What is Christmas really all about, I was thinking this morning. I usually make some time for at least one unusual way of celebrating to make the occasion different each year. It came to me that Christmas, really, is about freedom. A baby was born. A unique baby was born a couple of millennia ago, lived a quiet life for 30 years, a public teacher/prophet/priestly life for 3 years, was murdered and three days later walked out of his cave grave. The world changed.

The baby, the Freedom Fighter, became the Way to real freedom. This is the gift we have been given if we avail ourselves of his offer to follow him in life.   He gave himself for us. We give ourselves to him. It is reciprocal gift, a covenant. Even when our gift fails, his remains a constant. This is what we celebrate. This is who we love.

I celebrated my Christmas freedom by riding the Ferris wheel that came to town. How will you enjoy this one wild and precious life? (Mary Oliver)

An Advent Calendar to open each morning:

http://imagejournal.org/advent/

Nativity

Christmas Window

“Christmas Window” Phone Photo DS

The rooms overlooked the city. The rooms with their coloured walls took my attention. As did the happy greetings from the others that morning.

So cup and cookie in hand we chatted about this and that of which we saw and felt. My seat was in the second row of the circle of friends. As I took in the surrounding beauty, I noticed a salt and pepper size nativity scene at my feet. It stood on the iron floor pedestal of the nearby lamp.

The location for the holy scene was so unusual but in keeping with the holy event. Was this not the same low-key of the Bethlehem appearance of the holy three?

Unseen by others my attention was drawn again and again toward the Christ child so low. It was a reminder to invite God’s real time presence into the meeting. If only I had realized it at the time.

 

Christmas Birthday Roses

Christmas Birthday Roses

“Yellow Roses” DS 2015

Mother’s birthday was on Christmas Day. She would have just turned 90 this year – about the same age as the queen. She has been gone a decade now but I will see her again one day. I felt impressed to buy some yellow roses in her honour this year to have at Christmas.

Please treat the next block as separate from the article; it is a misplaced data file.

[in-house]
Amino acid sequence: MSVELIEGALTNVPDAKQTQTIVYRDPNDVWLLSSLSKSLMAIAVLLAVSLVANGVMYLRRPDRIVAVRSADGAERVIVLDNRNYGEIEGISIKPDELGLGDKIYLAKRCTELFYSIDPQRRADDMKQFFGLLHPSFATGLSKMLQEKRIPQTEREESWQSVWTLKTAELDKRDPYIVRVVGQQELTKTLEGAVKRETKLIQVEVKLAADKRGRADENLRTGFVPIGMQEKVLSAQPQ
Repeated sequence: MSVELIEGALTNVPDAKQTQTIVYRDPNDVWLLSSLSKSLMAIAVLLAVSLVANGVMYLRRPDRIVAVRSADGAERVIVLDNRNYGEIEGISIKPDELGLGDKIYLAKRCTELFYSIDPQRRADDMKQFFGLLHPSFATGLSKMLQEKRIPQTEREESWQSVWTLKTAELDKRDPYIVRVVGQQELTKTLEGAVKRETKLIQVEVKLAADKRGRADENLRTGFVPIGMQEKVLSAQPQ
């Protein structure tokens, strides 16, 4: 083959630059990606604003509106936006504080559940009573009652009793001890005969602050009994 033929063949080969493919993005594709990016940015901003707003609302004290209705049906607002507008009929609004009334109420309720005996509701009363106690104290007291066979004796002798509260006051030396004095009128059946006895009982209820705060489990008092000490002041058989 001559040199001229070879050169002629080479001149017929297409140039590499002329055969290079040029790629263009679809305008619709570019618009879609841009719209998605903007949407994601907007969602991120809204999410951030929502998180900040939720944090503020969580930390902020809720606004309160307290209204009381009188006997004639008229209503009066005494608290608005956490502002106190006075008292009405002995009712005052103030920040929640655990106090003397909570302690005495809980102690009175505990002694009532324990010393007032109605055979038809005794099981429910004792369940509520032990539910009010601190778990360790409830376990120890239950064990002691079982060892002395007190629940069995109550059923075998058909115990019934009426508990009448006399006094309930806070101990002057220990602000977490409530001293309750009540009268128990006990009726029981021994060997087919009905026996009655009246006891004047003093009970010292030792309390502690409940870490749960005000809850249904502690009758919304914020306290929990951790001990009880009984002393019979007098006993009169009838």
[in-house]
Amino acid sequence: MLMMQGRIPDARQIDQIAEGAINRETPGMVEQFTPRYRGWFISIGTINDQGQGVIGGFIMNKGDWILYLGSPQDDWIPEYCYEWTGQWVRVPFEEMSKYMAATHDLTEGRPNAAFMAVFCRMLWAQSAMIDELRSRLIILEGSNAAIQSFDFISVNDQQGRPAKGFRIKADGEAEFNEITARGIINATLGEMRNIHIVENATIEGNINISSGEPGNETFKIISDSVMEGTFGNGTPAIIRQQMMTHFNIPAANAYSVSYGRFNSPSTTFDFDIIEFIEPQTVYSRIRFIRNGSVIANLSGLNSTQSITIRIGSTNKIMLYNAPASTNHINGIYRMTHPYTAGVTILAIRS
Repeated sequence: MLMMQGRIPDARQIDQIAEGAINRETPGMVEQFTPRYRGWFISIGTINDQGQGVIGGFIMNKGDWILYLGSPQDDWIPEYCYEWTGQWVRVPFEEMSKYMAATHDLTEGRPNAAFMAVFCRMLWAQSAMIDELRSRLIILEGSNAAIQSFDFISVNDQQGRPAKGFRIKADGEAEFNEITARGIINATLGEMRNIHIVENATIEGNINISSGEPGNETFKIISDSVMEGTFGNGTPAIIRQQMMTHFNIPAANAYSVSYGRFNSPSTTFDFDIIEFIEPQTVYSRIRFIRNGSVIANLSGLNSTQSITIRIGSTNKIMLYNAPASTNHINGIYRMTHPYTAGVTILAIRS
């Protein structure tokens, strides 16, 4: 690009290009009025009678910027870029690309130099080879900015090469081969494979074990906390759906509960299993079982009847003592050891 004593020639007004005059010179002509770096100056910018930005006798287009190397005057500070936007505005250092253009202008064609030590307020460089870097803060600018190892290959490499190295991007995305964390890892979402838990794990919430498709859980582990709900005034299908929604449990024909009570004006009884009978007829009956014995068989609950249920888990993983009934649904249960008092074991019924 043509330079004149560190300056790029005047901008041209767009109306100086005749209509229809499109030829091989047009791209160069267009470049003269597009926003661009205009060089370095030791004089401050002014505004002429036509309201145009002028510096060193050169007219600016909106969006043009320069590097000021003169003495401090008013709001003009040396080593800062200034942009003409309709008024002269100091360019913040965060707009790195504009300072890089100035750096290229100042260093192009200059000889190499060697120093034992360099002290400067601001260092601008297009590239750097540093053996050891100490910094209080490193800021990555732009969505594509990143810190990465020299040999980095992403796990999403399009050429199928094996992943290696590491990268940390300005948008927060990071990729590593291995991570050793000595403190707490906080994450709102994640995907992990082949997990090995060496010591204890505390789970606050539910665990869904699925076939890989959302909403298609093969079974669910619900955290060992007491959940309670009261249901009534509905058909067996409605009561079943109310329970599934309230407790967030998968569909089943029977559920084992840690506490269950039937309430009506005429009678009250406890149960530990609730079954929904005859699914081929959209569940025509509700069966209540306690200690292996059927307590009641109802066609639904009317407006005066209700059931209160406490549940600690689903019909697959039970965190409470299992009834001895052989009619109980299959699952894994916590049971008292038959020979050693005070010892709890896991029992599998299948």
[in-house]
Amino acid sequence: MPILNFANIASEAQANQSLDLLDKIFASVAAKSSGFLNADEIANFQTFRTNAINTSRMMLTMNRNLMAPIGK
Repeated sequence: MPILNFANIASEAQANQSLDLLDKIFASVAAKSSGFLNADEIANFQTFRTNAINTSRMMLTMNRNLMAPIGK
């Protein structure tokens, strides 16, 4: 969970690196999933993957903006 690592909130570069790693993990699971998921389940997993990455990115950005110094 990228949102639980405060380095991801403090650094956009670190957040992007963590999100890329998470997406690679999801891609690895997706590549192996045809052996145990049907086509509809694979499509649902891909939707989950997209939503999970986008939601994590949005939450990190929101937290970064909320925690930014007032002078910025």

She too was a painter and a poet – a pioneer of sorts. Her favourite flowers were always yellow roses (yet in her old age she changed them to pink). Her own painting of yellow roses and blue delphiniums can be seen in the foyer of the spa at the historic Algonquin Hotel in St. Andrews-by-the-Sea, N.B. where she worked as a young woman after the war. The painting was donated to the hotel in her honour as one of New Brunswick’s own daughters.

Mother was one who loved God. She loved life, and children, and painting – probably in that order. In one’s ancestral tree there are particular people who shine. Their love blesses all who come after them. Mother is one of those whose children and grandchildren rise up and call her blessed (Book of Proverbs).

“Honor your father and mother” is the first commandment that has a promise attached to it, namely, “so you will live well and have a long life.” (Book of Ephesians)

This poem of Ann Weems reminds me of my childhood:

Giving

I gave my mother Evening in Paris

Sixty-five cents at the five-and-dime,

a Christmas Special.

Everybody knew – in the second grade –

that ladies longed for perfume.

I wanted to give her something special …

no Christmas chocolates she’d share with others,

no crayoned creation to hang in the kitchen,

no photo of me with a snuggle-tooth grin,

but a gift that no one else would use,